His gullibility is exceeded only by his self-righteousness. The girls are brought out to face Mary. As Hale notes, it is a natural lie for Elizabeth Proctor to tell, yet an incredibly ill-timed one; Elizabeth Proctor chooses dishonesty at the precise moment that her integrity matters the most. Now, children, this is a court of law. Marshall Herrick drinks inhis presence, and action which perhaps suggests the feeling of shame in the town that some many people have been wrongly convicted.
This does make Danforth suspicious of any attack on the plaintiffs and the proceedings, but also allows him some room for flexibility. He believes that no innocent person should fear the court, and that he and Judge Hathorne are guided by God, so nobody will be punished unjustly. ? Abigail denies the charge, but Proctor says Abigail has often laughed at prayer, and that Abigail and the other girls frequently danced in the woods. Church is just one aspect of being a good Christian as Proctor argues, and one that is for show. In the , whose screenplay was written by , Danforth portrayed by , who also directed the picture is portrayed the same way.
Proctor claims that he believes Abigail means to murder his wife, and orders Mary to tell Danforth how the girls danced in the woods naked. Unlike what the Bible teaches on this subject, Reverend Samuel Parris, Reverend John Hale, and Deputy Governor Danforth show their understanding of authority in alternate ways. Placed in a situation that tests his integrity, Danforth takes the easy way out while, in contrast, Proctor will sacrifice his life rather than give up his own sense that he is a good man doing the right thing. Reverend Parris remains motivated by suspicion and paranoia, while Thomas Putnam moves from an original motivation of grudges against others to unabashed greed. Judge Danforth: He's Fancy and He Knows It Judge Danforth in Arthur Miller's The Crucible isn't the sort of guy you would want to invite to dinner.
Thus the effect is dramaturgical rather than cinematographic, a little like Branaghan doing his versions of Shakespeare. Miller continues the theme of revolving accusations in this act when Mary finally breaks down and accuses Proctor of witchcraft. He begins and ends pompous, proud, and hard. Proctor calls Abigail a whore and grabs her by the hair. Also the most inconsiderate character in the play, Danforth does not care about other peoples? Thrown into the mix are greedy preachers and other major landowners trying to steal others' land and one young woman infatuated with a married man and determined to get rid of his innocent wife. New York: Penguin Books, 1981. If Elizabeth admits to firing Abigail for her affair with Proctor, Danforth will charge Abigail.
It does not escape me that this deposition may be devised to blind us; it may well be that Mary Warren has been conquered by Satan, who sends her here to distract our sacred purpose. It's not the most logical of conclusions, to say the least! He agrees that all those people should be called before the church, a fact that horrifies Francis, as Francis promised no harm would come to them. Hathorne and Danforth are furious that Corey would disrupt and try to influence the court. But because he refuses to name his witness, Danforth refuses to accept the evidence. She once thought she saw spirits, but now she does not.
New York: Facts on File. In 1643 Danforth was admitted a of the colony, which conferred on him the right to vote and to participate in the colony's political affairs. We burn a hot fire here; it melts down all concealment. Lesson Summary Judge Danforth makes it through this play without little change or development to his character. Yet it is Abigail Williams who brings this particular quality into sharp relief.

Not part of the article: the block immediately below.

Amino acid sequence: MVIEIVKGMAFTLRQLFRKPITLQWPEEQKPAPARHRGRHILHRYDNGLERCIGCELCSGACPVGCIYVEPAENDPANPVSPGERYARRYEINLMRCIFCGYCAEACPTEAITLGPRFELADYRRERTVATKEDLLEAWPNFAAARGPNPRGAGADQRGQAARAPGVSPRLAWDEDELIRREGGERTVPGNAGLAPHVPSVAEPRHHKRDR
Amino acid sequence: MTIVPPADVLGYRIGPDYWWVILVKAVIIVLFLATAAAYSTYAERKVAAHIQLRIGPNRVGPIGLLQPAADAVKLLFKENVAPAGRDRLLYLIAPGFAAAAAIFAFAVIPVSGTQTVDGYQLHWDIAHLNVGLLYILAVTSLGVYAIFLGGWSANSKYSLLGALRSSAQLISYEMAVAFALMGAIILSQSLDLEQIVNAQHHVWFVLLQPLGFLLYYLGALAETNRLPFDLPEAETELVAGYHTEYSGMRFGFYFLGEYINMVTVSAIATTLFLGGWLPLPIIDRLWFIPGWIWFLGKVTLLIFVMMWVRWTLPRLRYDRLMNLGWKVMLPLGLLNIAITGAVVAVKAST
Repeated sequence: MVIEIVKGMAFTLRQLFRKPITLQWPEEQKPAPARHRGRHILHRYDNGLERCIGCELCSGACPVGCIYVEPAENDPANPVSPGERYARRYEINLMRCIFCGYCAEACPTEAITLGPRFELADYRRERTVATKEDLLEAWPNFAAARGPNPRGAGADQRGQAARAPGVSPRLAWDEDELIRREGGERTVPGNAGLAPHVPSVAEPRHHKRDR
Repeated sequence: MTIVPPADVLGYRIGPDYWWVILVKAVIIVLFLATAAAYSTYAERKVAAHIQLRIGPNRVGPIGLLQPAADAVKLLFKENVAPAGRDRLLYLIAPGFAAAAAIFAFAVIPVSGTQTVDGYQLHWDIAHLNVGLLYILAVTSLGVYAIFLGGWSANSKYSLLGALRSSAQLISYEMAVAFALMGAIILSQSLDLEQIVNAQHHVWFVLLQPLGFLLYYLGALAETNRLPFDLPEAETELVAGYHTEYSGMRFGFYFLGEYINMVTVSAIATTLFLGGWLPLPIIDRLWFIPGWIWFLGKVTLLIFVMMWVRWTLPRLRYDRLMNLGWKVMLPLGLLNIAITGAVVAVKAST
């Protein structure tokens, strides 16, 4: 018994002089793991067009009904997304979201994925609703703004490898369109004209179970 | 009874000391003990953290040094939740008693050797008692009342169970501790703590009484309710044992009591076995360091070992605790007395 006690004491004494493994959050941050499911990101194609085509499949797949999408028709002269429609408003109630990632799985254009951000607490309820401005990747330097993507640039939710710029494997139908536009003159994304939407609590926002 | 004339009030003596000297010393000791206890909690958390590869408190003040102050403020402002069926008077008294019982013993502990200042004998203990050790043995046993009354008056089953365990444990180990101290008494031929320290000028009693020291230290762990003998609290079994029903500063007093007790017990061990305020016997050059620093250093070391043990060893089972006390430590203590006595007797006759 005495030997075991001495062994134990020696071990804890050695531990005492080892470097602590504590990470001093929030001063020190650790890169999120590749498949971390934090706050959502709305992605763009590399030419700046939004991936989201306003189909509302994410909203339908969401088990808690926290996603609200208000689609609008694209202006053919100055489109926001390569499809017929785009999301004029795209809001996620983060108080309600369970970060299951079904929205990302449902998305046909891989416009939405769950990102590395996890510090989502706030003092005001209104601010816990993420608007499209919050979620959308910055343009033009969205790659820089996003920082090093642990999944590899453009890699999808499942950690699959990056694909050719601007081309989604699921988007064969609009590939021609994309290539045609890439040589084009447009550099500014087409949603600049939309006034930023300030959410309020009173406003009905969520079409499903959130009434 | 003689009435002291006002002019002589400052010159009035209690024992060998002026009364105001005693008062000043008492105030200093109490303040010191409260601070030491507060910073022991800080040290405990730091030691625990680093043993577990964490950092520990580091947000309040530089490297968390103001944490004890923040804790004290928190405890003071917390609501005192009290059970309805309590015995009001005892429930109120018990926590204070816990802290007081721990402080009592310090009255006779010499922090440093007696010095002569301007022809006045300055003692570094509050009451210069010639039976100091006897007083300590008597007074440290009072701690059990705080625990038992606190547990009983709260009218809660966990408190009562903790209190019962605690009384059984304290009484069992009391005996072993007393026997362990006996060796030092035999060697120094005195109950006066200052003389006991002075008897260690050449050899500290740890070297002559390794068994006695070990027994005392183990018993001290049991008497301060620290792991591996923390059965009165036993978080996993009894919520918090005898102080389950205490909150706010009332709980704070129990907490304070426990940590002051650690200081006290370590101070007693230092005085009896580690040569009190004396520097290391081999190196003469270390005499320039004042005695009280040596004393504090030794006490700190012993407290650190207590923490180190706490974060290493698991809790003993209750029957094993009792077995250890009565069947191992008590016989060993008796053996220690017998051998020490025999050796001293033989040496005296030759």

Arthur Miller wrote the events and the subsequent trials where those who demanded their innocence were executed, those who would not name names were incarcerated and tortured, and those who admitted their guilt were immediately freed as a parable of the Congressional Communist witch hunts led by Senator Joe McCarthy in 1950's America. Deputy Governor Danforth espouses the central irony of the witchcraft trials: because there can be no concrete evidence of witchcraft, one must trust the word of the accuser as to whether any witchcraft has occurred at all. Mary Warren begins to sob. Mary Warren claims that the girls are lying, but after Danforth threatens her and Abigail refuses to stop her charade, Mary submits and accuses Proctor of being the Devil's man. Most powerfully we at times are given the sense that Danforth knows the accusations made in Salem are lies but is unwilling to admit this fact because it will undermine his name and the fact that he has already sentenced people to death for the same crime, based on the same evidence.
Danforth is also the most merciless character in the play. This is the second time I have been able to see this worthy conversion of Arthur Miller's classic play adapted to the screen. However, Miller does not make Danforth a direct equivalent of the irrational demagogue McCarthy; rather, Danforth is a stern, cold man of unfailing faith in his judicial powers. This essentially negates the idea of evidence, taking opinion and allegation to be concrete fact. Proctor is confident that his wife would never, could never lie, even to save him. She is not allowed to know he had already confessed, so of course she refuses to blame him.
Elizabeth hesitates, agonizing, then says no. He redeems himself from his role as a Pontius Pilate by serving as an advocate for justice. Parris wishes to question them, but Danforth tells him to be silent. In the 1957 film adaptation of the play, whose screenplay was written by Jean-Paul Sartre, Danforth portrayed by Raymond Rouleau, who also directed the picture is portrayed in the same way. The Bible explains that authority is supposed to lift people up and not bring them down.